The next most popular zoom – the telephoto zoom:

  • what can I say, I just love my Olympus mZD 40-150mm f/2.8 lens with its extendable lens hood which makes it fantastic in the rain, and once you get past 120mm or so, you can get lovely shallow DOF portraits with it – and it is beautifully sharp! This is the lens I generally leave on my camera as I hike on day hikes (its a bit too big for overnight hikes carrying tents, etc – although I have done this but I am getting too old to carry 18kg of camping and photo gear with food and water) hoping to catch sight of some wildlife, while often still being wide enough to get a great landscape shot. You can buy this in a kit with a 1.4x teleconverter, but I generally shoot without the teleconverter on.
  • if you are really into wildlife, and particularly birds, you may want something with more reach, such as the Panasonic 100-400mm f/4-6.3 – yes it is not a f/2.8 holy trinity lens but it covers a fantastic zoom range for wildlife. If you cannot afford this, then consider the Panasonic 100-300mm mark II although it is not good in low light and does have more purple fringing.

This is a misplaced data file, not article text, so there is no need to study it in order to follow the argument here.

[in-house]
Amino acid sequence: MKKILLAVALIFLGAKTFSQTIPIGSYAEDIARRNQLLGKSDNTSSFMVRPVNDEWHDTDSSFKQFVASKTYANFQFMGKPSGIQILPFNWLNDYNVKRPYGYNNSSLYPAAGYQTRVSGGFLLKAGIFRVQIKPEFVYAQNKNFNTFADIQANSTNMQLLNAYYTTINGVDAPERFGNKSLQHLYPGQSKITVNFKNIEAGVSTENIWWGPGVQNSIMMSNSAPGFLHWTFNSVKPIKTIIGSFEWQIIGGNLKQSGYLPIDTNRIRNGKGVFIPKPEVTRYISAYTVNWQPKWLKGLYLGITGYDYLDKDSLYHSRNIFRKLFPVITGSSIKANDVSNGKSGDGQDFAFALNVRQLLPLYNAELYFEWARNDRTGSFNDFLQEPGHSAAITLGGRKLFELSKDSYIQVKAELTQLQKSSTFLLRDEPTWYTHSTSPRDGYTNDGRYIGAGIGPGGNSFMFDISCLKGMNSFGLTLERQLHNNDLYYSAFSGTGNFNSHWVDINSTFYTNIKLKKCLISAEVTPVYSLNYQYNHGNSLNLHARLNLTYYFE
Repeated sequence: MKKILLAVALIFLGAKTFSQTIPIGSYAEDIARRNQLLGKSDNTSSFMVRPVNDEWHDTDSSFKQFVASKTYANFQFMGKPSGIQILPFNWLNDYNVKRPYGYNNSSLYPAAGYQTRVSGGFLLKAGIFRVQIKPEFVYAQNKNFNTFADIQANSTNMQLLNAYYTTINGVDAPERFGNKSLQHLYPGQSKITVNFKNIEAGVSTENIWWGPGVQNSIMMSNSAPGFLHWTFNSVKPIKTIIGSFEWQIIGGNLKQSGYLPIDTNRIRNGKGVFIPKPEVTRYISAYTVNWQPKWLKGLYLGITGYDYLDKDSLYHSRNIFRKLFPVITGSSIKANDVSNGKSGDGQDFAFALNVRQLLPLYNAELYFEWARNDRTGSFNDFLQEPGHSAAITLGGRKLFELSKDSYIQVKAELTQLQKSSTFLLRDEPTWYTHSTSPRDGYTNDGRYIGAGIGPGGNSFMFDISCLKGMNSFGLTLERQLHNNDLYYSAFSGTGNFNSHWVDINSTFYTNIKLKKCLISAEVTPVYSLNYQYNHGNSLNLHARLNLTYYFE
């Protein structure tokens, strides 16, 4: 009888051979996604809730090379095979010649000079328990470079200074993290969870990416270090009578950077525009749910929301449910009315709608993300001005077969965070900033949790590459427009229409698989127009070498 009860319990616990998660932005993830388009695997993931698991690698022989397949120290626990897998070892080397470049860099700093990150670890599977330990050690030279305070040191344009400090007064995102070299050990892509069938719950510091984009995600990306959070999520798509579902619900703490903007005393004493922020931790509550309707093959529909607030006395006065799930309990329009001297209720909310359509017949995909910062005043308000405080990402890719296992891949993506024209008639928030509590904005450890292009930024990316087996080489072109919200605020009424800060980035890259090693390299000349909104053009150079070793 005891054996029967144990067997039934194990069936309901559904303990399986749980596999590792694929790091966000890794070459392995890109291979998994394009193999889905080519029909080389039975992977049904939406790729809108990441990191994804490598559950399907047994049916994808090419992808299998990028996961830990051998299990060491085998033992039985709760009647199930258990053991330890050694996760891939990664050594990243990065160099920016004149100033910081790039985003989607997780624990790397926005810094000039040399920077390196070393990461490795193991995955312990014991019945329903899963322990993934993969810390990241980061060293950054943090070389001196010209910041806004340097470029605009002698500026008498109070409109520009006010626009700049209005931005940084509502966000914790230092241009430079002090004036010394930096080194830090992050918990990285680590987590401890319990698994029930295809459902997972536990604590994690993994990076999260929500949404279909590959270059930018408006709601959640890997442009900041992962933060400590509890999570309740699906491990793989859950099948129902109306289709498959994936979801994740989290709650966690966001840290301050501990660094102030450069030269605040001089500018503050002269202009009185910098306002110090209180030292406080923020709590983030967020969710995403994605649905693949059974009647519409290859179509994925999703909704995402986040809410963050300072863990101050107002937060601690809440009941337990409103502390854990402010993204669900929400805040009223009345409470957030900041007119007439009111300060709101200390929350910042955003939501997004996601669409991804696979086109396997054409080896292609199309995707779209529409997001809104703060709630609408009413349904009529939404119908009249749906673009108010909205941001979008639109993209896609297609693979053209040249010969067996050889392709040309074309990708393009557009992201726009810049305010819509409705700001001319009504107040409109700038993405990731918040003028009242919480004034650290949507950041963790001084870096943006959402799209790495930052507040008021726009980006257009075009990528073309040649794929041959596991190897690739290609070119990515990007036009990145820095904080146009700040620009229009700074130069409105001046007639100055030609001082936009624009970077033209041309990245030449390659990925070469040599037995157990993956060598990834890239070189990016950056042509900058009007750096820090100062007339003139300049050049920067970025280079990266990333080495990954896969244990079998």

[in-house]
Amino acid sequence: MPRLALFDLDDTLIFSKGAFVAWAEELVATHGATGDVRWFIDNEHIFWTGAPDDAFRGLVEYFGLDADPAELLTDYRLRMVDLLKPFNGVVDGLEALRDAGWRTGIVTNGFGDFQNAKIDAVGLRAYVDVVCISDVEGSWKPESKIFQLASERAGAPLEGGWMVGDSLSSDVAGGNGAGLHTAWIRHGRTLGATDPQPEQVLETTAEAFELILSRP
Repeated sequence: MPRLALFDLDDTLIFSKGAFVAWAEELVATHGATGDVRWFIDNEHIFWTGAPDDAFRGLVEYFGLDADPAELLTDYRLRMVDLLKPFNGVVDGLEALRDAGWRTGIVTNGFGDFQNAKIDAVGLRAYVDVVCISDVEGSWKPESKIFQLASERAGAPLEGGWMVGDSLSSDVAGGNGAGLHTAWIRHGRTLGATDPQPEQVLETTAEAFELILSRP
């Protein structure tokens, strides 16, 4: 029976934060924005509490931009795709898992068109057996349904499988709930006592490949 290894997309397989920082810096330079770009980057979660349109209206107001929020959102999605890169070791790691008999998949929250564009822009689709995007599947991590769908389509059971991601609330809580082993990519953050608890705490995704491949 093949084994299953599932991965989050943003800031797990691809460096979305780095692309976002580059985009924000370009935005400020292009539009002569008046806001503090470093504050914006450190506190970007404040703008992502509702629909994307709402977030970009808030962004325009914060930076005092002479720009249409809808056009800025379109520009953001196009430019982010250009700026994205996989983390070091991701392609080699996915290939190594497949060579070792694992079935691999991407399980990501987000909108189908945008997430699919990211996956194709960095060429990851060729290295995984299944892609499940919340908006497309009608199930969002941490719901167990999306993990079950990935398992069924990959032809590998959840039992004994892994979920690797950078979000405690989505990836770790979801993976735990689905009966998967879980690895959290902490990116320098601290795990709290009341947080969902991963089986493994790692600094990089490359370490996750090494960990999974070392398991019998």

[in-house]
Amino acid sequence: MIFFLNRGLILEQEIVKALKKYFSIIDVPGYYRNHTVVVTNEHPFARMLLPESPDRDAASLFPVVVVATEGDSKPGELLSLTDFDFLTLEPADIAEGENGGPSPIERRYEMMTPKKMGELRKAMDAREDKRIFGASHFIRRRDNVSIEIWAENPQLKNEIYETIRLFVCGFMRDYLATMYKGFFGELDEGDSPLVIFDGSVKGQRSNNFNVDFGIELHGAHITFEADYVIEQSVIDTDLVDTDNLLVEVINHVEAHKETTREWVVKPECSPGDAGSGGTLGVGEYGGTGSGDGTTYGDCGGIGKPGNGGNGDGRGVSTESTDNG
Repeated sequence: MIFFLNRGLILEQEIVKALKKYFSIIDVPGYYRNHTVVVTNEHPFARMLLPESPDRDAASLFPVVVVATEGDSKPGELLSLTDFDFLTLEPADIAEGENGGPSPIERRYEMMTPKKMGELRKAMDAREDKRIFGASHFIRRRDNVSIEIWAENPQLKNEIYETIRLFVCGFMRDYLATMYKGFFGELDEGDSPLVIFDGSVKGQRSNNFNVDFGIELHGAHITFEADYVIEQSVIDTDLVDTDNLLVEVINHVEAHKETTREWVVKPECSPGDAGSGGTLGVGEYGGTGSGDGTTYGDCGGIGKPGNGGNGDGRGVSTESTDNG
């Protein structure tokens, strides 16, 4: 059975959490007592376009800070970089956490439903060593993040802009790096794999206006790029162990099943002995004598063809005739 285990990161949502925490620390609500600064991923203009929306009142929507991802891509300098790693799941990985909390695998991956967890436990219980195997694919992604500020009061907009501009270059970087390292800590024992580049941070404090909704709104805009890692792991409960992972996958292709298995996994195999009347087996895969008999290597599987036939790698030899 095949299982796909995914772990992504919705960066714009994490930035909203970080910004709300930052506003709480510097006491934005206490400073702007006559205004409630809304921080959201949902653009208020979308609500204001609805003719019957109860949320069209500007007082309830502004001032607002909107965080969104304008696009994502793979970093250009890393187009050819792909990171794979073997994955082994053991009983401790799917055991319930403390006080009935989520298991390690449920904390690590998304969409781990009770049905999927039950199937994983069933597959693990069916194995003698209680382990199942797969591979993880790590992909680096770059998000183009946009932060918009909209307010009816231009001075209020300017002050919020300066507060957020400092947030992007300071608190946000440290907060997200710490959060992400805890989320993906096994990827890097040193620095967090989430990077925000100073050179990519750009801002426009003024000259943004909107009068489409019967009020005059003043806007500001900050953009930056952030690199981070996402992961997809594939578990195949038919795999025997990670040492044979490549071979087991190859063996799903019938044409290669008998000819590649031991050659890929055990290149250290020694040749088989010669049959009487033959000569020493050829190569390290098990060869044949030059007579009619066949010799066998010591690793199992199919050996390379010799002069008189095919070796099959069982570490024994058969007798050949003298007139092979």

• if the above lenses are too big and heavy for you, you also have the choice of the Panasonic 35-100mm f/2.8 lens, although if I was using this lens, I would personally prefer the Olympus mZD 75mm f/1.8 for more DOF control at the expense of zoom control.

The third of the holy trinity – the ultra-wide zoom:

Some people may rarely use such a lens, others use it very frequently – it all depends upon your style and needs.

  • for low light or creative photography, the Olympus mZD 7-14mm f/2.8 is a great weathersealed lens, BUT any lens covering such a wide field of view as 14mm in full frame terms as this lens does, means it cannot be used with standard filters – you have to buy large third party filter adapters if you wish to use filters
  • if you are into landscape work and mainly shooting at f/5.6-f/8, or street photography, then a more useful alternative may be the Panasonic 8-18mm f/2.8-4.0 lens.

Now a few specialist lenses:

A pancake lens for social events: